BioTrends Research Group, one of the world's leading research and advisory firms for specialized biopharmaceutical issues, has released findings from the second wave of its LaunchTrends® Yervoy and Zelboraf report, in which 103 U.S.-based medical oncologists were surveyed about their current and expected treatment patterns in advanced melanoma. A key finding from this study is that medical oncologists have positive patient treatment experiences with these agents, so they are planning on utilizing them more often when treating advanced melanoma.
“Medical oncologists report that they have seen significant clinical benefits in other types of cancer when using combination therapies; they report that combination therapy can hit cancer at two different pathways which inhibits the development of resistance a major issue in the treatment of cancer”
Medical oncologists were interviewed about Bristol-Myers Squibb's Yervoy (ipilimumab) one year after launch and Genentech/Roche's Zelboraf (vemurafenib) six months after launch. For both Yervoy and Zelboraf the vast majority of medical oncologists have adopted these brands and both brands have seen the average number of patients on therapy increase by at least one third since the last wave of research conducted six months ago. These products, which have very different mechanisms of action, are seen as significant treatment progress for advanced melanoma.
Yervoy is one of the first targeted immunotherapies in cancer and over two-thirds of medical oncologists report efficacy as a key advantage of this therapy with the survival data most often cited. However, medical oncologists report a key disadvantage of this therapy over currently available agents is the unique side-effects related to an immunotherapy; although after one year on the market they report being able to frequently manage these side-effects. Surveyed specialists also noted that the response rates for Yervoy are often unpredictable, but when it does work efficacy can be sustained.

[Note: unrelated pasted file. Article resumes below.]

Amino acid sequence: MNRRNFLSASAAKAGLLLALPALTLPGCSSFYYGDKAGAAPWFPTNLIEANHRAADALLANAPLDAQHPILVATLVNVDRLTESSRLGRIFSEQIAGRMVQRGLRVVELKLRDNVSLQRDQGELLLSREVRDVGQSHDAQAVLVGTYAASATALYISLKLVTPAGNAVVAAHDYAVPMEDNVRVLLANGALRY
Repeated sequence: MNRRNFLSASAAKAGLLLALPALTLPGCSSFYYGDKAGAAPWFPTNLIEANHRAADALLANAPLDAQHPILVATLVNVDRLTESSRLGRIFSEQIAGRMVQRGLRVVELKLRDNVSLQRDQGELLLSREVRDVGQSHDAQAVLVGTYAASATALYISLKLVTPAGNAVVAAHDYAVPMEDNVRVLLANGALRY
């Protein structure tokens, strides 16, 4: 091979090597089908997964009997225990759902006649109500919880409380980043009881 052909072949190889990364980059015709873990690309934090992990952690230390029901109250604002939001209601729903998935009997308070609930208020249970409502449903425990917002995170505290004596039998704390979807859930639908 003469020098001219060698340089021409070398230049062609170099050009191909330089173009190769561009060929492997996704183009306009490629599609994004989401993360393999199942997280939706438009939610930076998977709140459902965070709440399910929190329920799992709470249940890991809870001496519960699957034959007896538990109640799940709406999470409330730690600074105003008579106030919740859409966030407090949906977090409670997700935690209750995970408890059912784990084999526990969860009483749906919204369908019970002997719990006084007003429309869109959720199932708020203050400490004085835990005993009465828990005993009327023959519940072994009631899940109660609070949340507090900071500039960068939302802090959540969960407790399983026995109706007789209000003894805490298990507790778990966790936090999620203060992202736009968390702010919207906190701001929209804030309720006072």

Zelboraf is indicated for advanced melanoma that has the BRAF positive gene mutation, making it the first personalized medicine in the treatment of melanoma. The percent of patients screened for the BRAF mutation increased from the previous wave of research and now represents over two-thirds of melanoma patients. Medical oncologists report a key stated advantage of Zelboraf over currently available agents is efficacy, with an emphasis on the high response rates. A key disadvantage of this therapy is that it cannot be used in patients without the BRAF mutation (i.e. wild type patients) and it may cause cutaneous squamous cell carcinoma (cuSCC), although it usually does not spread to other parts of the body.